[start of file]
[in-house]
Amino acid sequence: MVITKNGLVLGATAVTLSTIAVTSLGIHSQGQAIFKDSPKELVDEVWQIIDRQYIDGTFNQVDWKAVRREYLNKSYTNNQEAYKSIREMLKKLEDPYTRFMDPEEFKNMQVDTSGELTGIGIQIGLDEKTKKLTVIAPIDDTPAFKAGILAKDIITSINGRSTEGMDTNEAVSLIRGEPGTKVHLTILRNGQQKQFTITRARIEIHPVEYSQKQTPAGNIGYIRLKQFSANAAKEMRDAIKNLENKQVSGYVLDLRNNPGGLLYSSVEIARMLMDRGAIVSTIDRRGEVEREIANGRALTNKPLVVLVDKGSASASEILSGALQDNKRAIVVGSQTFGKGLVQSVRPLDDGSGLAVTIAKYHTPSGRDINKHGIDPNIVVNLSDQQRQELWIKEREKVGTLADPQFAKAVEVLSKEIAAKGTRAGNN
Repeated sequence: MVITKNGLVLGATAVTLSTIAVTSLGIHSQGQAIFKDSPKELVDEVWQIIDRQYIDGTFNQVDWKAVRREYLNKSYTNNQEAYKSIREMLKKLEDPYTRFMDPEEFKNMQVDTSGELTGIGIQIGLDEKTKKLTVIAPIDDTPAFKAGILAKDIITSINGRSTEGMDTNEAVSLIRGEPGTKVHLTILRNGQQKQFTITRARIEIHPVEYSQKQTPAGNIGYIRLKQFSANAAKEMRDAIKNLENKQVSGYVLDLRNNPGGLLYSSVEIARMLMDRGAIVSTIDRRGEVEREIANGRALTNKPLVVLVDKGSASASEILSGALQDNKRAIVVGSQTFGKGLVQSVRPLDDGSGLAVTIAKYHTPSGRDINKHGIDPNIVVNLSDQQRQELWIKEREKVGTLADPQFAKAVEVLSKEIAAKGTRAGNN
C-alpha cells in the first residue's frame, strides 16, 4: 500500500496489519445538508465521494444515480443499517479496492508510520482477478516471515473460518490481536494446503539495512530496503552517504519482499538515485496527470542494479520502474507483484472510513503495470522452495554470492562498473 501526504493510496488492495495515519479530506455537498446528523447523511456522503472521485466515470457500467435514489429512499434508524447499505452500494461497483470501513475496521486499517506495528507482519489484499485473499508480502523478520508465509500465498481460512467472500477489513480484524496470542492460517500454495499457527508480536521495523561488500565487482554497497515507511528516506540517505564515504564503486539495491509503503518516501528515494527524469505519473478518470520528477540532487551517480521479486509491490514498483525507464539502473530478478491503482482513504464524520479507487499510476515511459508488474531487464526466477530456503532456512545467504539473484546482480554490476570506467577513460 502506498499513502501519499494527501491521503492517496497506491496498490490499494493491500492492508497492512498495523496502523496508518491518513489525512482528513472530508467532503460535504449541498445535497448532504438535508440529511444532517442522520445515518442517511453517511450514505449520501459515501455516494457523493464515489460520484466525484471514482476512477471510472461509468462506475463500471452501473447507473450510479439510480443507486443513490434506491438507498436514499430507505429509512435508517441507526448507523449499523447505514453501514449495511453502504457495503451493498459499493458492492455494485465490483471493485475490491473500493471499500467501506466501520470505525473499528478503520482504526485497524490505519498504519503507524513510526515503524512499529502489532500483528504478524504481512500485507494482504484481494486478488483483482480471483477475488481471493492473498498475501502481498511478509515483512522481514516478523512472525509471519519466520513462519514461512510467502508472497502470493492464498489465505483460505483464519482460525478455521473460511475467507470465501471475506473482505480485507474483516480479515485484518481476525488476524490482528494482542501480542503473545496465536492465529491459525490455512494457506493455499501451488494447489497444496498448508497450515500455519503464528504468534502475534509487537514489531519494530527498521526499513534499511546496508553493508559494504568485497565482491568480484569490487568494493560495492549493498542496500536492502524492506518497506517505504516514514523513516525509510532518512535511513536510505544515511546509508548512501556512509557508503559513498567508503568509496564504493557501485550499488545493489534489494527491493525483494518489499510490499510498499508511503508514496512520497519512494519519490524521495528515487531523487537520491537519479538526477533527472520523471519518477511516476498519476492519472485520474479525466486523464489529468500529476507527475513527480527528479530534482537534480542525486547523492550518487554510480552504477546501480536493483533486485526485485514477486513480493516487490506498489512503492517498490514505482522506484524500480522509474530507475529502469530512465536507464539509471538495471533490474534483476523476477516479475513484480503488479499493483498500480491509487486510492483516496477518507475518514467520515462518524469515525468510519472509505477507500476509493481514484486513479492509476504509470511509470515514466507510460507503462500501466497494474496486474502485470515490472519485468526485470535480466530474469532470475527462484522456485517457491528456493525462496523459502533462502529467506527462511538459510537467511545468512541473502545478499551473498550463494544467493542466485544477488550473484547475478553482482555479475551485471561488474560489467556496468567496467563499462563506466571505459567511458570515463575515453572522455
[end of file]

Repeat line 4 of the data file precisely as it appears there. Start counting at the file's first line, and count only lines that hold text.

C-alpha cells in the first residue's frame, strides 16, 4: 500500500496489519445538508465521494444515480443499517479496492508510520482477478516471515473460518490481536494446503539495512530496503552517504519482499538515485496527470542494479520502474507483484472510513503495470522452495554470492562498473 501526504493510496488492495495515519479530506455537498446528523447523511456522503472521485466515470457500467435514489429512499434508524447499505452500494461497483470501513475496521486499517506495528507482519489484499485473499508480502523478520508465509500465498481460512467472500477489513480484524496470542492460517500454495499457527508480536521495523561488500565487482554497497515507511528516506540517505564515504564503486539495491509503503518516501528515494527524469505519473478518470520528477540532487551517480521479486509491490514498483525507464539502473530478478491503482482513504464524520479507487499510476515511459508488474531487464526466477530456503532456512545467504539473484546482480554490476570506467577513460 502506498499513502501519499494527501491521503492517496497506491496498490490499494493491500492492508497492512498495523496502523496508518491518513489525512482528513472530508467532503460535504449541498445535497448532504438535508440529511444532517442522520445515518442517511453517511450514505449520501459515501455516494457523493464515489460520484466525484471514482476512477471510472461509468462506475463500471452501473447507473450510479439510480443507486443513490434506491438507498436514499430507505429509512435508517441507526448507523449499523447505514453501514449495511453502504457495503451493498459499493458492492455494485465490483471493485475490491473500493471499500467501506466501520470505525473499528478503520482504526485497524490505519498504519503507524513510526515503524512499529502489532500483528504478524504481512500485507494482504484481494486478488483483482480471483477475488481471493492473498498475501502481498511478509515483512522481514516478523512472525509471519519466520513462519514461512510467502508472497502470493492464498489465505483460505483464519482460525478455521473460511475467507470465501471475506473482505480485507474483516480479515485484518481476525488476524490482528494482542501480542503473545496465536492465529491459525490455512494457506493455499501451488494447489497444496498448508497450515500455519503464528504468534502475534509487537514489531519494530527498521526499513534499511546496508553493508559494504568485497565482491568480484569490487568494493560495492549493498542496500536492502524492506518497506517505504516514514523513516525509510532518512535511513536510505544515511546509508548512501556512509557508503559513498567508503568509496564504493557501485550499488545493489534489494527491493525483494518489499510490499510498499508511503508514496512520497519512494519519490524521495528515487531523487537520491537519479538526477533527472520523471519518477511516476498519476492519472485520474479525466486523464489529468500529476507527475513527480527528479530534482537534480542525486547523492550518487554510480552504477546501480536493483533486485526485485514477486513480493516487490506498489512503492517498490514505482522506484524500480522509474530507475529502469530512465536507464539509471538495471533490474534483476523476477516479475513484480503488479499493483498500480491509487486510492483516496477518507475518514467520515462518524469515525468510519472509505477507500476509493481514484486513479492509476504509470511509470515514466507510460507503462500501466497494474496486474502485470515490472519485468526485470535480466530474469532470475527462484522456485517457491528456493525462496523459502533462502529467506527462511538459510537467511545468512541473502545478499551473498550463494544467493542466485544477488550473484547475478553482482555479475551485471561488474560489467556496468567496467563499462563506466571505459567511458570515463575515453572522455